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Here is my example http://jsfiddle.net/mwDCV/1/

Using http://gskinner.com/RegExr/ i get exactly what i want however in javascript i do not

pattern

pass(word)?\=\s*(\<[^>]+\>)*\s*([^<]+)
aka
var myRe = new RegExp('pass(word)?\=\s*(\<[^>]+\>)*\s*([^<]+)', 'gim');

text

<br />
Run
password=
<br />
test
<br />
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2 Answers 2

up vote 1 down vote accepted

You use the RegExp constructor which takes a string, so your backslashes were string escapes. Use the regexp literal instead, as in the other answer. :)

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are you sure its a string escape. I used '' –  acidzombie24 Jul 17 '11 at 1:39
    
@acidzombie24, yes! In many languages (e.g. Bash, Perl, Ruby, etc.) single and double quotes are different, with the backslash only escaping in double quotes but being a literal backslash in the single quotes. JavaScript is not like that! Single and double quotes are functionally the same. Easy mistake!! –  Ray Toal Jul 17 '11 at 2:07
    
ahh d@#$it I thought '' was kind of like C# @"". Althought i was forced to use perl before and other languages –  acidzombie24 Jul 17 '11 at 12:06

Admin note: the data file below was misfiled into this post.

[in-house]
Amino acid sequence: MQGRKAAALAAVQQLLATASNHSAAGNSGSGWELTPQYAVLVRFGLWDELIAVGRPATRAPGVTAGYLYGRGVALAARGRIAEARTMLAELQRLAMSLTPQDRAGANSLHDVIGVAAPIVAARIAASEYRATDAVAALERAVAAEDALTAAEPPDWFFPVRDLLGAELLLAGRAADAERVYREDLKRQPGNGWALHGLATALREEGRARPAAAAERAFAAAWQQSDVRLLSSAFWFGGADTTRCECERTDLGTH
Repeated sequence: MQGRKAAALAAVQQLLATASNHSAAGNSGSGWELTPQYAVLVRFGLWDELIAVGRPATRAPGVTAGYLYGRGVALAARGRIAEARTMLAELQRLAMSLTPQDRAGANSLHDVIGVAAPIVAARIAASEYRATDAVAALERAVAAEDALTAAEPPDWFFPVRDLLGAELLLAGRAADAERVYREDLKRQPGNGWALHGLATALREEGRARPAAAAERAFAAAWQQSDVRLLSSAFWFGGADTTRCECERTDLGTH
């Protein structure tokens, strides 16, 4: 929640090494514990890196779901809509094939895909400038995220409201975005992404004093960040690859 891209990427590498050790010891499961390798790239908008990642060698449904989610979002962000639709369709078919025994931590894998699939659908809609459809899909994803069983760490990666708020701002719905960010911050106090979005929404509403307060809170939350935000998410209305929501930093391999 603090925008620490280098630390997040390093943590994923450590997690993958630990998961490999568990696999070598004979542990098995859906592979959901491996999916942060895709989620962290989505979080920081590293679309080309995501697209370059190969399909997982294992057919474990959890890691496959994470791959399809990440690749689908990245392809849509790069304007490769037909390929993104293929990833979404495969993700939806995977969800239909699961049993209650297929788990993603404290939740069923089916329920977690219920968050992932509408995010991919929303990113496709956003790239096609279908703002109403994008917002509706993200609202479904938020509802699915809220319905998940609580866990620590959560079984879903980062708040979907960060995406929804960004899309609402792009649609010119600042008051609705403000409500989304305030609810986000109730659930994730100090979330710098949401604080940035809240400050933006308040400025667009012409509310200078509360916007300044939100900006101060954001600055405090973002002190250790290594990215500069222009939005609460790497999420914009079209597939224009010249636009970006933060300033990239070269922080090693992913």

EDIT: Sorry, I was incorrect about the reason.

The real reason is that in javascript you need to escape your escape slashes like so:

from: var myRe = new RegExp('pass(word)?\=\s*(\<[^>]+\>)*\s*([^<]+)', 'gim');

to: var myRe = new RegExp('pass(word)?=\\s*(<[^>]+>)*\\s*([^<]+)', 'gim');

in order for the \s to come out properly.

You can do console.log(myRe) and see how the browser parsed your expression (with missing \'s).

Seen here: jsfiddle (old, using / / designation)

But parsing html with regex is frowned upon, you might be better off grabbing the text nodes of wherever this element is and parse that instead (strip the newlines and test for password=.+?)

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huh? i am very confused. I replaced your regex with mine and it works. The difference to get it working was /.../.. while my original was new RegExp('...', '..');. I dont know why the two is different? –  acidzombie24 Jul 17 '11 at 0:54
    
I don't think document.body.innerHTML has anything to do with it. It's just the backslash within strings vs. backslash within regex literals /.../. For example new RegExp('\b') vs. /\b/ are different. See how? –  Ray Toal Jul 17 '11 at 1:05
    
@Ray yes, sorry, I saw \< and thought he was trying to match ` and <` since you don't need to escape <s. –  WSkid Jul 17 '11 at 1:10

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